Profile picture for novpj

how to report potential unethical conduct of a broker

Hi
I have had a bad experience with a seller's agent and am looking for advise on what I can do about it.  Here are the details:

1.  I am looking for a house in Atlanta.  I found one that I liked and made a lowball offer on it since its been on the market for 1.5 yrs.  I did not recieve any response from the seller.  In conversations with the seller's agent my agent communicated the maximum price I was willing to pay.  Seller's agent indicated that it wasnt close to what was required to do the deal. 6 weeks later we found out that the house was solde for less than what we were willing to pay to a buyer who was represented by seller's agency - Dorsey Alston.  I think this represents an abdication of seller's agents responsibility since he didnt reach out to us to get an alternate offer that could have been better.
2. We decided to let that slide because we were interested in another house in the sub-division from the same seller (and agent).  When we made an offer on this second house the seller's agent told us that she would not submit the offer because she was negotiating with some one else.  My agents reminded her that if the house was not under contract she had to submit our offer.  yesterday we got a response form the seller that he will not respond to our offer since the house was already under contract.  We suspect that the seller's agent did not submit our offer as soon as she got it.

I am going to contact the seller directly but am interested in advise on what else I can do t uncover this as well as report it if its unethical.
  • January 09 2010 - G. L. Garcia
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Answers (5)

Profile picture for user4125597
[off topic removed by Zillow moderator]
  • October 25 2012
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Yeah, I'm not implying the agent in this particular scenario was a jerk.

But it can be a factor in the mix, good or bad.
  • January 09 2010
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Profile picture for Blue Nile
I like Michael's #6.

If I were a seller under such circumstances, it wouldn't matter if the offer was twice as high; I would reject it without even looking at it.

Of course it is not "unethical" nor "illegal".  People can complain about jerks all they want, but it won't change anything.

Not saying there is a jerk in this particular circumstance; but it does make one wonder.
  • January 09 2010
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Having an offer where the dollar amount exceeds the dollar amount of other offers does not guarantee that your offer will be accepted.

There are many factors that are considered by sellers and price is just one of them.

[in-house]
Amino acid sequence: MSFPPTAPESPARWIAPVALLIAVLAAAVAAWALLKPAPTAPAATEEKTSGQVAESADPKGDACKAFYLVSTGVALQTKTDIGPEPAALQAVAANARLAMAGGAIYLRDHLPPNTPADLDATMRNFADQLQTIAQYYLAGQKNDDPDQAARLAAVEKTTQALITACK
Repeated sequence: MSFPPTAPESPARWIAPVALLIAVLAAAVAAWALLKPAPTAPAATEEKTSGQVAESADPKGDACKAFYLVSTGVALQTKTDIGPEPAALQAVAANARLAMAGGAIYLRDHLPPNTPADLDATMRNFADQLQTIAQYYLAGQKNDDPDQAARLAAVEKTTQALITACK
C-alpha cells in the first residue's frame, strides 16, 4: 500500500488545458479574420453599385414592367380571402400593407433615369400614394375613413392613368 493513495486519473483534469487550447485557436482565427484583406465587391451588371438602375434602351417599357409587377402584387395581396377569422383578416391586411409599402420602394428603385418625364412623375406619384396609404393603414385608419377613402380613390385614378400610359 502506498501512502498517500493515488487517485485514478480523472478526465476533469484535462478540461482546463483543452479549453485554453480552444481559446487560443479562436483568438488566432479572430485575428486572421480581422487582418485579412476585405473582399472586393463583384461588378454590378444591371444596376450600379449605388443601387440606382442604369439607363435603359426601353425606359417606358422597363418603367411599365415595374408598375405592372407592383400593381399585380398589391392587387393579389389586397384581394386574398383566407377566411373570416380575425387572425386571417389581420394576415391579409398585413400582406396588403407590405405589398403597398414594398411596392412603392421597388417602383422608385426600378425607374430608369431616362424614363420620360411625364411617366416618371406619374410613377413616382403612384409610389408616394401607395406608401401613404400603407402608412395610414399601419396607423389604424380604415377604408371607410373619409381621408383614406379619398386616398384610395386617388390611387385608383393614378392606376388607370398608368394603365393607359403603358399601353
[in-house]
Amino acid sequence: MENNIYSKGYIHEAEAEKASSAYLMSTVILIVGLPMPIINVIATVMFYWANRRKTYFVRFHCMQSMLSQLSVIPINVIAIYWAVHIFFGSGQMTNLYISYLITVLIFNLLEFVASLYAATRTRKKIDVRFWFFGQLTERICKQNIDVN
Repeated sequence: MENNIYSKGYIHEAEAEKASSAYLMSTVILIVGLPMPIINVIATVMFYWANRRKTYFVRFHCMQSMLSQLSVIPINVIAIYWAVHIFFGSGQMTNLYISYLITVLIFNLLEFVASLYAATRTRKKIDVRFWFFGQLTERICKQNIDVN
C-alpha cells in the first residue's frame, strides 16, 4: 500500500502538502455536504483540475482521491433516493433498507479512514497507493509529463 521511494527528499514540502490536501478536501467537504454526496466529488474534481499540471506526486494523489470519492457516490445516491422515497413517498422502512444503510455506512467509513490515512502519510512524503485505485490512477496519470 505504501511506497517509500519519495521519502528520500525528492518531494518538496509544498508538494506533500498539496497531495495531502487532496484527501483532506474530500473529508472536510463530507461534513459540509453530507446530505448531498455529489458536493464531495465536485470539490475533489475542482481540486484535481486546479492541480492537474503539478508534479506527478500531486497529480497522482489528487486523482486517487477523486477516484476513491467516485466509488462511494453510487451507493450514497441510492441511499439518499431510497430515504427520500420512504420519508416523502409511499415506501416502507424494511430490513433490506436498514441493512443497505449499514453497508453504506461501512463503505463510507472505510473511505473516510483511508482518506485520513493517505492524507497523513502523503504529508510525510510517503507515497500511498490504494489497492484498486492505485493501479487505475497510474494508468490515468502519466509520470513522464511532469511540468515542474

1) Whether your offer is an all cash offer or will require substantial financing. And if it's financed, does the buyer have the ability to obtain financing.

2) Quick close versus a longer closing time. Time is of the essence in a real estate transaction.

3) Type of financing. If the buyer is only qualified for FHA and VA financing and the home won't pass rigid FHA and VA rules, there's no point in further entertaining an offer- no matter how much more the offer is when compared to the successful bid.

4) Inspection versus no inspection. Personally I think a buyer would be insane to pass on an inspection of a single family home (not as critical with a condo), if a buyer opts not to have an inspection, they have an advantage over a buyer that insists on an inspection prior to closing.

5) Those pesky contingencies. If the buyer has a home to sell before closing, they often go to the bottom of the pile when the seller is considering offers. If the buyer makes excessive demands for repairs, demands for appliances, light fixtures, etc - they go to the bottom of the pile.

6) Whether or not the buyers agent is a jerk. Is that fair? No. Does it happen? Yes.

Short answer; there are many factors that are considered by the sellers and their listing agent. Price is just one of many of those factors.

I encourage other agents to chime in on this short list.
  • January 09 2010
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How was your second offer presented to the seller's agent? A fax, an email or hand delivered? Did the seller instruct their agent regarding your offer/s? Was your offer verbally presented to the seller or did the seller actually see the full thing? If you had gone directly to the seller's agent the first time, might you have purchased the first or maybe second home and at a lower price than your agent could manage?

If there is a reason for complaint, I suggest you first discuss it with your agent's broker. You may not like what you find out. By all means speak with the seller directly. You just might learn that fault, blame or failure lies elsewhere.

I'm not saying a buyer's agent cannot be beneficial. Just don't believe that they will get you a better deal than working directly with the listing agent. It is a myth, a scare tactic, an absolute lie that listing agents will rip off buyers.

  • January 09 2010
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